Curiosity in humans is a funny thing. Without it, we’d have never evolved into what we are, but with it, we’ve created strange beliefs that have held our collective progress back. It seems that as a whole we’re curious enough to ask the right questions, but not curious enough to seek out answers beyond the most readily available. In general, we’re surface scratchers and not excavators.
Part of this trait is our insistence on attaching a narrative to events that don’t require such shaping. We see this a lot in sports writing, and while the motivation to “connect the dots” as Richard Whittall put it on this very blog, is understandable for sports writers serving an audience that is best described as casual, and not really caring – after all, it is sports that we’re talking about – it doesn’t make things any less frustrating for critical thinking sports fans being spoon fed constant bowls of foul tasting and malnourishing pablum.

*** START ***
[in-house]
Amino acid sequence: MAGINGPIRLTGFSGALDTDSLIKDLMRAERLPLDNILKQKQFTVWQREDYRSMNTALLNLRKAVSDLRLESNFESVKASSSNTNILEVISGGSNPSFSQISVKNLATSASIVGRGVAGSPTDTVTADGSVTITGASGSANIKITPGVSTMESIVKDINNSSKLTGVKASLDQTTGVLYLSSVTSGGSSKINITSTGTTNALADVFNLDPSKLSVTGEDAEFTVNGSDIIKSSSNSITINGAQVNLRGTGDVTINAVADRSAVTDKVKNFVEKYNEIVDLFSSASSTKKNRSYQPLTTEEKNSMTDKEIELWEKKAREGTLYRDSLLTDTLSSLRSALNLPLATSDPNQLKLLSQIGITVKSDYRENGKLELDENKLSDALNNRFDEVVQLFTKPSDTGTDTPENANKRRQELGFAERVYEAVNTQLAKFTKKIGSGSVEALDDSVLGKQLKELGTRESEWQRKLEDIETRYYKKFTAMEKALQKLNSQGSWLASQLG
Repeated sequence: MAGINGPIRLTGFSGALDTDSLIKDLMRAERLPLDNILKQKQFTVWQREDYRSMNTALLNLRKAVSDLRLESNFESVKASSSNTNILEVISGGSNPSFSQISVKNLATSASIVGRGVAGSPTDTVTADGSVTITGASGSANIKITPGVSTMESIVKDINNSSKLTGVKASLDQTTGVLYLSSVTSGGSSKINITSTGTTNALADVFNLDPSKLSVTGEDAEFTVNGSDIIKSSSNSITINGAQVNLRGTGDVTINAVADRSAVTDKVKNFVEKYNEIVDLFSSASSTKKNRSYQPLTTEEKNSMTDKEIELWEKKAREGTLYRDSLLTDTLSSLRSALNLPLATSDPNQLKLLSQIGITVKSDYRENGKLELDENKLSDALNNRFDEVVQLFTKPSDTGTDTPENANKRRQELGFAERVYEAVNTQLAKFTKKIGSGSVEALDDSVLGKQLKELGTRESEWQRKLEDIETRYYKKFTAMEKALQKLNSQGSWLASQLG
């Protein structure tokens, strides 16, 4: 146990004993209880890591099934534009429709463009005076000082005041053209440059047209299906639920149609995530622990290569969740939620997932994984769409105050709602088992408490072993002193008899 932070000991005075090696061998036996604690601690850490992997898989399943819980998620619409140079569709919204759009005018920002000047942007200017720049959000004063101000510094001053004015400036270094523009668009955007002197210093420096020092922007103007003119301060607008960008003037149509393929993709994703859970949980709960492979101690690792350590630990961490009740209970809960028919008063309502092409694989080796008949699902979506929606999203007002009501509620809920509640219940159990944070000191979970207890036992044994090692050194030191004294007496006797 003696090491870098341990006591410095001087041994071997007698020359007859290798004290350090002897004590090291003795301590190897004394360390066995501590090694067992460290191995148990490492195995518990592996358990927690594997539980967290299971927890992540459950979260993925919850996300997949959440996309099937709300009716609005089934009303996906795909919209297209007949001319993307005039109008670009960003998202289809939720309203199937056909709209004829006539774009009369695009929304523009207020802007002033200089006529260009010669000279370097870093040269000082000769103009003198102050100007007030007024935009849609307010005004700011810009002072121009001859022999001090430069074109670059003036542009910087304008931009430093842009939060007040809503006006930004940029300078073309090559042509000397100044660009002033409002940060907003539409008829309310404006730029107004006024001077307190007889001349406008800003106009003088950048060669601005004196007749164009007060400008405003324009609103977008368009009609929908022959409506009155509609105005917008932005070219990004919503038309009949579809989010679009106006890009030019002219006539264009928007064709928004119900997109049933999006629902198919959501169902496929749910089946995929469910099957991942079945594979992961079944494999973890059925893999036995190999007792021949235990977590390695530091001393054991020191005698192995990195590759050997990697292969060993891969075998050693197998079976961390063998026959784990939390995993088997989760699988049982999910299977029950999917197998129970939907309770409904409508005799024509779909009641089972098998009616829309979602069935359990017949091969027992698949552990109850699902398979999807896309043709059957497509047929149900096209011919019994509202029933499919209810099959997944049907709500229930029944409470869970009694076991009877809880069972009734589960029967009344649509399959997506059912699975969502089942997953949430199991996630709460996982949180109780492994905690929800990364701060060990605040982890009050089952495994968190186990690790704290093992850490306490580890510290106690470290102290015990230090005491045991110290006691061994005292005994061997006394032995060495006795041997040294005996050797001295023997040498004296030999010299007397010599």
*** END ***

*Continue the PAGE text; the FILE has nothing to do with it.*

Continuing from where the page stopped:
We’ve seen egregious displays of this phenomenon before, most notably with the Manti T’eo reporting debacle, in which reporters shaped a narrative that an athlete was far too willing to participate in, creating and contributing to large scale deception. While the trickery of this story took place on multiple levels, a more recent example of enhanced narration at the cost of realistic perception has occurred in a more straight forward manner with coverage of the World Baseball Classic, an international baseball tournament that occurs every four years.